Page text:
Having a child who is a picky or fussy eater can be frustrating and stressful. Along with the logistical considerations, such as how time-consuming it is to make separate kids meals, you may also worry about your child’s health.
It’s normal for children to go through phases when it comes to their eating. When it seems like more than a phase, however, what can you do?
Introduce variety early on
If you give your child limited foods on a regular basis, it’s only going to make the picky eating problem more challenging.
Start giving your child a variety of foods now to help reduce some of their fussiness.
Some parents find that making it a bit of a game works well. For example, maybe you give them a special “appetiser” of vegetables before their meals or explain to them where the foods come from and why they’re so important.
Don’t show your frustration
If your child struggles with being a picky eater, of course, you can feel the stress as a parent. If you show your child that stress, it’s going to make them more upset. Then, they’ll associate negative feelings with eating. Try to keep your own stress level as low as you can, or at least don’t display it outwardly.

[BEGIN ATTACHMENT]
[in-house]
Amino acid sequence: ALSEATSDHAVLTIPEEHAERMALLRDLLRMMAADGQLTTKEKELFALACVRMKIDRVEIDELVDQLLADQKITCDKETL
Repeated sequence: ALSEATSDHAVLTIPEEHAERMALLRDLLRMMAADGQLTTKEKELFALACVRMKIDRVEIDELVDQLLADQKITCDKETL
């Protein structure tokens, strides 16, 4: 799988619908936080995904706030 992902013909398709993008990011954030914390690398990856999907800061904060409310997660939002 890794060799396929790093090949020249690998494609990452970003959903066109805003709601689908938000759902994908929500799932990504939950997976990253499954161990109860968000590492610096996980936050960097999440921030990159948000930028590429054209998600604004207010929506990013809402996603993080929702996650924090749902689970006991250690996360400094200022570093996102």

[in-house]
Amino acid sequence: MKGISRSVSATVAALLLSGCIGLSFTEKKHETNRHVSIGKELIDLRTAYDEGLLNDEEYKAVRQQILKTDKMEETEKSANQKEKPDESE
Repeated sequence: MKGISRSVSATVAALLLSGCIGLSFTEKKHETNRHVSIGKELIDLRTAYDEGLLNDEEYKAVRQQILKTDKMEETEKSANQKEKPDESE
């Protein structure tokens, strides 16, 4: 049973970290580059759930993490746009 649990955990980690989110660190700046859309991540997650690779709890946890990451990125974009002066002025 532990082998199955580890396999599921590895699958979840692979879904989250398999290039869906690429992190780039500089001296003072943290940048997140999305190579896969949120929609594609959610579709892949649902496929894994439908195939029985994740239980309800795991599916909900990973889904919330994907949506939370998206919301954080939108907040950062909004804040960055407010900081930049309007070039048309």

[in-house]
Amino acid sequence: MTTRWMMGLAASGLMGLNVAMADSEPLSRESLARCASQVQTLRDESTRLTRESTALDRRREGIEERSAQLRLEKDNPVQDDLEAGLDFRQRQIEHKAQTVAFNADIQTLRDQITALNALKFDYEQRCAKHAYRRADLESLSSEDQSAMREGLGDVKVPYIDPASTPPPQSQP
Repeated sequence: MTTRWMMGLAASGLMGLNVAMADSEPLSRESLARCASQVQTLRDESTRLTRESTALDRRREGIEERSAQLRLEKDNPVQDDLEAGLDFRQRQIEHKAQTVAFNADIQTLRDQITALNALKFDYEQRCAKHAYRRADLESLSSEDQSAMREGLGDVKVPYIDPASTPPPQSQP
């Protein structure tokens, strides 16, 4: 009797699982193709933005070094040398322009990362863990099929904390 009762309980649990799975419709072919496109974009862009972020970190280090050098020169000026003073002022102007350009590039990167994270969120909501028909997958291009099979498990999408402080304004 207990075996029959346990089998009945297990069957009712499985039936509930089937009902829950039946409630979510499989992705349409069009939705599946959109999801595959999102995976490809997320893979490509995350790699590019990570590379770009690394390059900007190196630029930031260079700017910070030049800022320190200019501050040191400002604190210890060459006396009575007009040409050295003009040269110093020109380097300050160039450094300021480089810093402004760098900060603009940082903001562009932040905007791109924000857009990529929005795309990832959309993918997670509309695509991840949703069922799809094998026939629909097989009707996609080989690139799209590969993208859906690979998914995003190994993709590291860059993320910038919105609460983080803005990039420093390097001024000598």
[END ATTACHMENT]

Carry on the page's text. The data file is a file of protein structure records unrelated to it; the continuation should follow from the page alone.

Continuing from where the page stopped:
Create a reward system
Eating healthy foods and trying new things is important. While you don’t want to bribe your child, consider rewarding them when they’re willing to at least try things.
You can create a reward charge, for example. Then each time your child tries something new or eats something you’ve prepared, you can give them a sticker. When they collect enough stickers they can swap them for a prize.
Get your child involved with cooking
Children, even when they’re fairly young, are often interested in cooking with mom and dad. Involve your child in both planning and preparation of meals. Choose age-appropriate tasks they can contribute to the process.
Similarly, you can teach your kids more about where food comes from, and then maybe you start a small garden or even just an indoor herb garden.
Make healthy junk food
There are ways to make certain “junk” foods healthier at home. For example, you can make your own chicken nuggets, or you might use pureed fruit to make popsicles. Get creative and give your child the foods they like, but with a healthy twist.
Sneak in the healthy things
If your child is very reluctant to try new things, there are cookbooks dedicated to helping parents sneak in the healthy items. For example, pureed vegetables can go into pasta sauce, or you can make smoothies with hidden vegetables.
Make food look fun
Kids are highly visual, and what they see on their plate influences their opinion. Try to make bright-coloured foods and make them appetizing as well.
It’s a struggle when your child doesn’t want to eat many foods, but with some creative thinking, you might be able to overcome at least some of the obstacles they create. The habits your kids learn now as far as eating are something they’ll take with them for a lifetime.
By Rae Steinbach
Rae Steinbach is a graduate of Tufts University with a combined International Relations and Chinese degree. After spending time living and working abroad in China, she returned to NYC to pursue her career and continue curating quality content. Rae is passionate about travel, food, and writing (of course).